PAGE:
Salinity - 1.024

Ammonia - 0 ppm

Nitrites - 5 ppm

Nitrates - 20 ppm

pH - 7.8

 

Nitrates have dropped a lot from before but nitrites aren't moving. I added 2 ppm of ammonia to see how much clears in 24 hours. Then tomorrow I'm going to do a water change since according to Dr. Tim, the high nitrites can stall the cycle. I'm going to try to get the nitrites under 4 ppm tomorrow and see how things go. 

 

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So last night I added 2 ppm of ammonia. Today I measured 1 ppm ammonia (24 hours later), so the tank can clear out 1 ppm ammonia in 24 hours, so that's good. I did a large water change today to remove the majority of the remaining ammonia and reduce the level of the nitrites to get the cycle clearing. 

 

So since I can clear at least 1 ppm ammonia in 24 hours, I'm almost good to go (as long as nitrites and nitrates are in control and not too high). So, I can add one or two things to the tank soon (based upon research I've been reading). 

 

For people panicking thinking I am going to add a bunch of things with high ammonia and nitrites: don't, I won't add anything until ammonia is 0 and nitrites are at least under 4 ppm. I was talking to a guy and he is getting rid of his saltwater setup and he might give me a mushroom coral since he doesn't want to bother selling it. That will be next week probably.

 

Feel free to yell at me!

 

 

Edit:

 

Forgot to add params about an hour after water change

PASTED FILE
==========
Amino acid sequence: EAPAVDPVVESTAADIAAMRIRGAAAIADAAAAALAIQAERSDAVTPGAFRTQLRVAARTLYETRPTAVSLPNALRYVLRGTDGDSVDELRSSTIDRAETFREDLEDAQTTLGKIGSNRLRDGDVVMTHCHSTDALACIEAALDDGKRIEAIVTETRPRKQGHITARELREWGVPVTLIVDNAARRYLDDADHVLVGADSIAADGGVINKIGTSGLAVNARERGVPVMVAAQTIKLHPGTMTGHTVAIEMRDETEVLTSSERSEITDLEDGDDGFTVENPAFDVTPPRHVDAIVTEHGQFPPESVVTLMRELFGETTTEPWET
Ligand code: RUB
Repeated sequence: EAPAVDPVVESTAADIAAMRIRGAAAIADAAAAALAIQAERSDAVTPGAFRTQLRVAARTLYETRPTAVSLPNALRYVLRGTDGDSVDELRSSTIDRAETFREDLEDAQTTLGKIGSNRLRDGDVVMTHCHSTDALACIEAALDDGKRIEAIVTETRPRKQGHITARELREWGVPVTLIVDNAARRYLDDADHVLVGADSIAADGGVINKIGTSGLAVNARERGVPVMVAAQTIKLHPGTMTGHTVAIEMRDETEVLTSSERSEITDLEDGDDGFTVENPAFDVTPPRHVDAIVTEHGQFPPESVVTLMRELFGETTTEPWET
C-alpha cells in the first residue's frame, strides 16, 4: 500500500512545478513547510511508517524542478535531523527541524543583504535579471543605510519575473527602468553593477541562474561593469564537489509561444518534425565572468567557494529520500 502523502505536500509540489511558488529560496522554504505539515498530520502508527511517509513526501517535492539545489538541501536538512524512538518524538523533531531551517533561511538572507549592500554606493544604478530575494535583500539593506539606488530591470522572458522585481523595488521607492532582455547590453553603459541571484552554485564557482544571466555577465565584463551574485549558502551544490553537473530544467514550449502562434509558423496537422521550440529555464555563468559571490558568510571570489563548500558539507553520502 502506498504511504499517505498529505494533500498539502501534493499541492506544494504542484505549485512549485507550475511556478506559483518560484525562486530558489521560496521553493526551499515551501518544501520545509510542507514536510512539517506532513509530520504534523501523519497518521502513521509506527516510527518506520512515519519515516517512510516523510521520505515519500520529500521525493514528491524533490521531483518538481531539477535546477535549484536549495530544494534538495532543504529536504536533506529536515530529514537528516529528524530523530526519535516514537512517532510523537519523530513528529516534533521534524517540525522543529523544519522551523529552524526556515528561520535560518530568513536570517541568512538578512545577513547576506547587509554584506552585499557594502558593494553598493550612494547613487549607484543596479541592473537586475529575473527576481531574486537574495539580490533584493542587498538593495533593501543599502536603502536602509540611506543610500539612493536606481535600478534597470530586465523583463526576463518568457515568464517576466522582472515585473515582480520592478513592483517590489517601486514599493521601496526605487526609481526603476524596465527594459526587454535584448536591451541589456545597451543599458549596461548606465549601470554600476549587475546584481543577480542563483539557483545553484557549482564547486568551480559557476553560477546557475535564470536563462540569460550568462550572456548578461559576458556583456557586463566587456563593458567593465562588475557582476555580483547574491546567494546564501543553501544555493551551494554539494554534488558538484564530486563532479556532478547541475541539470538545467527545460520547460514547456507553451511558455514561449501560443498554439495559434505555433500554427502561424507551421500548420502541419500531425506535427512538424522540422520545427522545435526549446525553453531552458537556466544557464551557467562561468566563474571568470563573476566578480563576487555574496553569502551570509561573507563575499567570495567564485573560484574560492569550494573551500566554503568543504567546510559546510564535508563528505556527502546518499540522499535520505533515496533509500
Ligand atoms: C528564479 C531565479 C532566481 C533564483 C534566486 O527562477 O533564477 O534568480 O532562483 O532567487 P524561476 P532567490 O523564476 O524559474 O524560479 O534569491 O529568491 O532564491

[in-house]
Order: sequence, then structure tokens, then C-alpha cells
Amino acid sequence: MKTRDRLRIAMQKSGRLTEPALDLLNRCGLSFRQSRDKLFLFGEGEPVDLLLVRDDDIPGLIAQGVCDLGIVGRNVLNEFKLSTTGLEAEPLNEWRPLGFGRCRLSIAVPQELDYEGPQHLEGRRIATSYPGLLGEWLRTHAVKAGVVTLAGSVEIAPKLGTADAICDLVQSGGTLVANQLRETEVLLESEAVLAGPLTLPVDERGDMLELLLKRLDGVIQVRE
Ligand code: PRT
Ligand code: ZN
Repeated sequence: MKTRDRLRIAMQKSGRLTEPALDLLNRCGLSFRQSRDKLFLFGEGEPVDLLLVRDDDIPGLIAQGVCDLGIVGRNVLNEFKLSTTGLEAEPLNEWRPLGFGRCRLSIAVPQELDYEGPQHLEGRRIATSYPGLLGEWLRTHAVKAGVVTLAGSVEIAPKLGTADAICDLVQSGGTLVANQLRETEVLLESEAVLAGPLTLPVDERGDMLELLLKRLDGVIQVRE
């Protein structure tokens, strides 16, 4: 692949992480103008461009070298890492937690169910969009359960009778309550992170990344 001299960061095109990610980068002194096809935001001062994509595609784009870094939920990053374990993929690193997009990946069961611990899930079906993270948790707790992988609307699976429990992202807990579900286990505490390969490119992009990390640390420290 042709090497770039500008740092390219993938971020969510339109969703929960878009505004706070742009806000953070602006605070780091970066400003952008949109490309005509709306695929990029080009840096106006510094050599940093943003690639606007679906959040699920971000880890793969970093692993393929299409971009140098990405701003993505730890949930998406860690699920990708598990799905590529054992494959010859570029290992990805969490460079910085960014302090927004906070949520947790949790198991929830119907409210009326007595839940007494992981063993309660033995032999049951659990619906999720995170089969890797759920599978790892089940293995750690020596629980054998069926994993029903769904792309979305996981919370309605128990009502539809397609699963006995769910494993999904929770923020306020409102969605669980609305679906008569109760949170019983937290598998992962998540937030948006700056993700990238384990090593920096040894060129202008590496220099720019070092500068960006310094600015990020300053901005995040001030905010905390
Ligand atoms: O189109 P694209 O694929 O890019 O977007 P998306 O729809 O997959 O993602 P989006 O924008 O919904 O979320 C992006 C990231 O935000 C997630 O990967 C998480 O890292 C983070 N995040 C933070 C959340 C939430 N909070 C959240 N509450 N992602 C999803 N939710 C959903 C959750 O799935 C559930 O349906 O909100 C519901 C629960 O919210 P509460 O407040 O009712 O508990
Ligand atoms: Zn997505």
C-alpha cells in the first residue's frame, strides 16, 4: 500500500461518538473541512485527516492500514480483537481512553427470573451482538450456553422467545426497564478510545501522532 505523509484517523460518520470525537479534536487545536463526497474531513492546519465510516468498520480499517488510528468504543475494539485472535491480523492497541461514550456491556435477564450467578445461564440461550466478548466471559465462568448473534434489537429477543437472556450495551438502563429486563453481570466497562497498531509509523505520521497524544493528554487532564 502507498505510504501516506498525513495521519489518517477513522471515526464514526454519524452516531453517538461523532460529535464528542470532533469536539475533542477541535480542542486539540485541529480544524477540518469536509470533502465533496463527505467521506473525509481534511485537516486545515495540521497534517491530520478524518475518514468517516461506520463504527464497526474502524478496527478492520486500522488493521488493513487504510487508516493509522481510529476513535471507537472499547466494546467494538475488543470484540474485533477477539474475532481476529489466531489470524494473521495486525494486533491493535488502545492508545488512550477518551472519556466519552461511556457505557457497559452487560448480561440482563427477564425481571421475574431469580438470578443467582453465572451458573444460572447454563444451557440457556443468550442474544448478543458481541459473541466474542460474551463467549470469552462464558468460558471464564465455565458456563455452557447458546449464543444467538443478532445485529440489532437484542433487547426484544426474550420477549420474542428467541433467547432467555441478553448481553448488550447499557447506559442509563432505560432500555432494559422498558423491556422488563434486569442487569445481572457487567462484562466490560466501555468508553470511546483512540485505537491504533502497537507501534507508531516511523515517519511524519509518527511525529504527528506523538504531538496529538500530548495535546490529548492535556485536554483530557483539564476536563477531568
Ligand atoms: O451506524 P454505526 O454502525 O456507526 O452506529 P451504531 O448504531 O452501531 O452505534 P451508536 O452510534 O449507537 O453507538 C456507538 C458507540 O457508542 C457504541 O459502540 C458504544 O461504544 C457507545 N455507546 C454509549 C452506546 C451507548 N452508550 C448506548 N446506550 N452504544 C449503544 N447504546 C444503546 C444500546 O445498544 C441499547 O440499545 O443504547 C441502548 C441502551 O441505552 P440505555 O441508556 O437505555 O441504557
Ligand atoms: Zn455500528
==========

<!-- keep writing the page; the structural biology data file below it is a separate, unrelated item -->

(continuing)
Temperature - 25C

Salinity - 1.025

Ammonia - 0.5 ppm-ish

Nitrites - 0.5 ppm

pH - 8.1 (was between 8.0 and 8.2)

 

Time to leave the tank alone for a little while and stop messing with it unless it needs top offs!

 

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Jan 14th

Temperature - 25.8C

Salinity - 1.026

Ammonia - ~0.25 ppm (probably 0 since even freshly mixed salt water tested at the same colour)

Nitrites - 5 ppm

Nitrates - 20 ppm

pH - 7.8

 

I have no idea why but nitrites are back up to 5 ppm despite there not being a lot of ammonia in the tank and ammonia never testing high except when added. I can't help but feel maybe the test kit is wrong. I'll be picking up some new tests on the weekend anyway so I expect salifert tests will be more accurate (hopefully).  pH is back down to 7.8 so it seems that is where it wants to settle always. 

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Try doing a big water change and dosing again maybe?  Sometimes nitrites over 5 can slow the cycle down or stall it.

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2 hours ago, Lula_Mae said:

Try doing a big water change and dosing again maybe?  Sometimes nitrites over 5 can slow the cycle down or stall it.

I did do like an 80% water change when I changed it on Saturday. It may just be my inability to read the shade of purple or my test kit being mean. 

 

Edit: I mixed 50% fresh salt water + 50% tank salt water and the purple looks like around 1 ppm. Maybe I just can't read purple lol.

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8 hours ago, Coinee said:

I did do like an 80% water change when I changed it on Saturday. It may just be my inability to read the shade of purple or my test kit being mean. 

 

Edit: I mixed 50% fresh salt water + 50% tank salt water and the purple looks like around 1 ppm. Maybe I just can't read purple lol.

The colors can be hard to distinguish!